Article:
U.S. regulators plan to consult a panel of expert advisers on April 6 on whether additional COVID-19 vaccine booster doses are necessary.
The Vaccines and Related Biological Products Advisory Committee will convene for a virtual meeting “to discuss considerations for future COVID-19 vaccine booster doses and the process for selecting specific strains of the SARS-CoV-2 virus for COVID-19 vaccines to address current and emerging variants,” the Food and Drug Administration (FDA) said in a statement.
The committee is composed of outside experts and advises the FDA on policies related to vaccines. The meeting won’t include a vote on specific recommendations, but members will be asked to weigh in on data about emerging variants of SARS-CoV-2—the virus that causes COVID-19—and which populations, if any, should get a second vaccine booster dose.
The date of the meeting was announced on March 21, shortly after Pfizer asked the FDA to let health care workers administer a second booster of its shot to Americans aged 65 and older and Moderna had requested clearance for a second booster of its vaccine for Americans aged 18 and older.
Currently, Americans can receive one booster dose of the Pfizer, Moderna, or Johnson & Johnson COVID-19 vaccines following a primary regimen.
The Pfizer and Moderna vaccines come in two-dose regimens.
Dr. Peter Marks, director of the FDA’s Center for Biologics Evaluation and Research, said in a statement that preventing COVID-19 through vaccination “remains our best defense against the disease and any potentially severe consequences.”
“Now is the time to discuss the need for future boosters as we aim to move forward safely, with COVID-19 becoming a virus like others such as influenza that we prepare for, protect against, and treat. Bringing together our panel of expert scientific external advisors in an open, transparent discussion about booster vaccination is an important step to gain insight, input, and expert advice as we begin to formulate the best regulatory strategy to address COVID-19 and virus variants going forward,” Marks said.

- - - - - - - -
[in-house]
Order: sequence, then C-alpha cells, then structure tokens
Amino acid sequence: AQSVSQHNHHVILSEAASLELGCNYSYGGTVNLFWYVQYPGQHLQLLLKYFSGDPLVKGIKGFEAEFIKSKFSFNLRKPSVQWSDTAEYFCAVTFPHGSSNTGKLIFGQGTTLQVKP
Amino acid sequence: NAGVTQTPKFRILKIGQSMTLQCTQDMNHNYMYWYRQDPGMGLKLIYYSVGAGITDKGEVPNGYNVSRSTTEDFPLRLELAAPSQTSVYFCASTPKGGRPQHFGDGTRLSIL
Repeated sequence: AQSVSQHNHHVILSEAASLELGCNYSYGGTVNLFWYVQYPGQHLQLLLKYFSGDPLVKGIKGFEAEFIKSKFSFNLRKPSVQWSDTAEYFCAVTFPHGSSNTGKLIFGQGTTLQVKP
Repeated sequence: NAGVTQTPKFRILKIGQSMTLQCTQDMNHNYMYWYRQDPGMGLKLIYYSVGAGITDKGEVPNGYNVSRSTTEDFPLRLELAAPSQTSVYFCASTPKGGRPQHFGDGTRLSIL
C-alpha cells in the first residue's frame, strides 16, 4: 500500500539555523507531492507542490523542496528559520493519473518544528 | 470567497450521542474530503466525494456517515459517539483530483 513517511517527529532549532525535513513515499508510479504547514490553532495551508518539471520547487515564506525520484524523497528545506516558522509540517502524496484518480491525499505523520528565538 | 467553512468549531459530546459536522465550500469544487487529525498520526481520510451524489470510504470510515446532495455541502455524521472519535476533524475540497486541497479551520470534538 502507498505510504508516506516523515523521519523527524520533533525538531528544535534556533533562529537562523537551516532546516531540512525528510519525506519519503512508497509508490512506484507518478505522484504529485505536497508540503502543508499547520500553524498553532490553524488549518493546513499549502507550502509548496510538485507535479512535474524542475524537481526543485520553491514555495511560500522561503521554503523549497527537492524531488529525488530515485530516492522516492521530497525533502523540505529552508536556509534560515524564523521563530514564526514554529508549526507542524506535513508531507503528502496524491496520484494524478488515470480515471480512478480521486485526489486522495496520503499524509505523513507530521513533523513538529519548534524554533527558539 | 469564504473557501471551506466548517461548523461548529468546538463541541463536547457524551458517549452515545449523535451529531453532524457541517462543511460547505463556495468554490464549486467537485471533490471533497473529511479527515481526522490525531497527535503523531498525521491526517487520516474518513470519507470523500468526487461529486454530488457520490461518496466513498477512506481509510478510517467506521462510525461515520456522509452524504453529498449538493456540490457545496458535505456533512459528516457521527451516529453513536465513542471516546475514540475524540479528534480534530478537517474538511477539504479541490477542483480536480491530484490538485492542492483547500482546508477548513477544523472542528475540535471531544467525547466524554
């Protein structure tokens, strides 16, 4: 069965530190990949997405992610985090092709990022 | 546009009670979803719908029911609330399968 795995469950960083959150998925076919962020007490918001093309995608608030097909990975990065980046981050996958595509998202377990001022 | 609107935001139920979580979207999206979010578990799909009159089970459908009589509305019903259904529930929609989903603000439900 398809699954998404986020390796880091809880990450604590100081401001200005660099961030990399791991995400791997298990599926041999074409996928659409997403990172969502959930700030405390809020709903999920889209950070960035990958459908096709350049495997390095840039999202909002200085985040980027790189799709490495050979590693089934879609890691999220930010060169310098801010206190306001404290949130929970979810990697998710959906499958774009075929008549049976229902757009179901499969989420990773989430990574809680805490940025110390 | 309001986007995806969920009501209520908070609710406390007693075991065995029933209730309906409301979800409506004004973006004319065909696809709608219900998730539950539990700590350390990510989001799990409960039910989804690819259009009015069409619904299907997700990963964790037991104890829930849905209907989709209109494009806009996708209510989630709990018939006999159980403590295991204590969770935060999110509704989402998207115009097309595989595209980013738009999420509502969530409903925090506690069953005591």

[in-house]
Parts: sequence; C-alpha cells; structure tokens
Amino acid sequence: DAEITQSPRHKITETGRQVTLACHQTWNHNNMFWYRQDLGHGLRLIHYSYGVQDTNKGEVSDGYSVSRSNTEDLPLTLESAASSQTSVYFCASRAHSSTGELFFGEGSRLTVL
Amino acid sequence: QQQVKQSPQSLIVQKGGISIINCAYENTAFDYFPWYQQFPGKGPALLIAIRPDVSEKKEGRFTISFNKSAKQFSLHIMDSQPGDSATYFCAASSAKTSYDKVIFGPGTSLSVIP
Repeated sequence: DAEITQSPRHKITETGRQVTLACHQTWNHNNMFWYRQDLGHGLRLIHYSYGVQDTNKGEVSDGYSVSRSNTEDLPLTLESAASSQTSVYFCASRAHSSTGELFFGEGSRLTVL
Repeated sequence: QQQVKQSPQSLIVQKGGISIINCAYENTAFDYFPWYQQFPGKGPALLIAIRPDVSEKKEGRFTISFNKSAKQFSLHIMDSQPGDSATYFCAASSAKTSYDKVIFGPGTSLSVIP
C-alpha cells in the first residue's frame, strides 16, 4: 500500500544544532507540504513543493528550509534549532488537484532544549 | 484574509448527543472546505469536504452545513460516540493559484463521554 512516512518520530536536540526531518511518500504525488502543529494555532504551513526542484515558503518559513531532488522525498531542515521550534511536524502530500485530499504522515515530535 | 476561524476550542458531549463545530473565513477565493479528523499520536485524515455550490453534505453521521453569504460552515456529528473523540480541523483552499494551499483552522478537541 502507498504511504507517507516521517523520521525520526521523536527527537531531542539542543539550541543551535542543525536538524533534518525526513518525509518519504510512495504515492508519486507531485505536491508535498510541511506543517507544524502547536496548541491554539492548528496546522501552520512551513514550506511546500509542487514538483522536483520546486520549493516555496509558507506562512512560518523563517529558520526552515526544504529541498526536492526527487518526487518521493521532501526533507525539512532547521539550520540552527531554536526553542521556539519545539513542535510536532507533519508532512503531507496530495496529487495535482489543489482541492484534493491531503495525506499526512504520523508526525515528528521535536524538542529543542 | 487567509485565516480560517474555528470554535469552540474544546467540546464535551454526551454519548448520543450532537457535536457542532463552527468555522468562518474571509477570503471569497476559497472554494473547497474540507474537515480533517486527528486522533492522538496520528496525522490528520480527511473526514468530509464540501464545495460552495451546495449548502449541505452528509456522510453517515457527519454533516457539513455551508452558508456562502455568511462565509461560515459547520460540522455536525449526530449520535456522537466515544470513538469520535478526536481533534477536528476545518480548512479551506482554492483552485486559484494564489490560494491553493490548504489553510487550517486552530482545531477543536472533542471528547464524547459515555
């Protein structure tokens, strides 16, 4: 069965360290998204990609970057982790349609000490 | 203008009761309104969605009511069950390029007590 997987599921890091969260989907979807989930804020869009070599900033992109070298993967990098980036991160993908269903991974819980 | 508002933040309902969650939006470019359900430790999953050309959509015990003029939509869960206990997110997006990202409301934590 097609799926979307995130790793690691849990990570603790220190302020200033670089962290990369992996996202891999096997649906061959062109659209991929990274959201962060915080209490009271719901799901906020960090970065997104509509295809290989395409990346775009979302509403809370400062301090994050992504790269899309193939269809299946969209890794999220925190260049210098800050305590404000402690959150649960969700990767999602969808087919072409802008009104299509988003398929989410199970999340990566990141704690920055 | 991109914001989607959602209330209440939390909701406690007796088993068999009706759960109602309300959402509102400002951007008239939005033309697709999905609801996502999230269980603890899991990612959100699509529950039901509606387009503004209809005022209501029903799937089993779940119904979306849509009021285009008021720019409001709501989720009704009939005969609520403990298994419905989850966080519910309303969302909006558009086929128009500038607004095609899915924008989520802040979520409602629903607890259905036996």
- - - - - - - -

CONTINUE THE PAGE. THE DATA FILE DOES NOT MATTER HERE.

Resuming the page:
A primary reason driving the push for an additional COVID-19 vaccine booster shot is the waning of the defense provided by the vaccines, especially against infection. After a short period of time, the vaccines provide little protection against the infection caused by the Omicron coronavirus variant, although they provide better protection against severe disease.
Pfizer and Moderna cited datasets from Israel in their application announcements. Pfizer also pointed to a small Israeli study that found that a fourth dose appeared to have little benefit for protecting against the contraction of the virus.
Dr. Monica Gandhi, a professor of medicine at the University of California–San Francisco, said she doubts a second booster will be necessary for many populations, although “older people may benefit.”
While vaccine booster shots increase antibodies initially, the antibodies wane within months of getting an extra dose. At the same time, memory B and T cells, believed to protect people against severe disease, appear to hold up well over time.
“Although we do not know how long memory B cells from SARS-CoV-2 vaccination or infection will last, survivors of the 1918 influenza pandemic were able to produce antibodies from memory B cells when their blood was exposed to the same strain nine decades later,” Gandhi, who isn’t on the panel, told The Epoch Times in an email, noting that T cells from people who survived SARS-CoV were detected 17 years later.
“The need for boosting neutralizing antibodies with further vaccine doses, instead of relying on memory B cell production of antibodies, will likely be determined by the prevalence of virus in circulation and the susceptibilities and age of the individual.”
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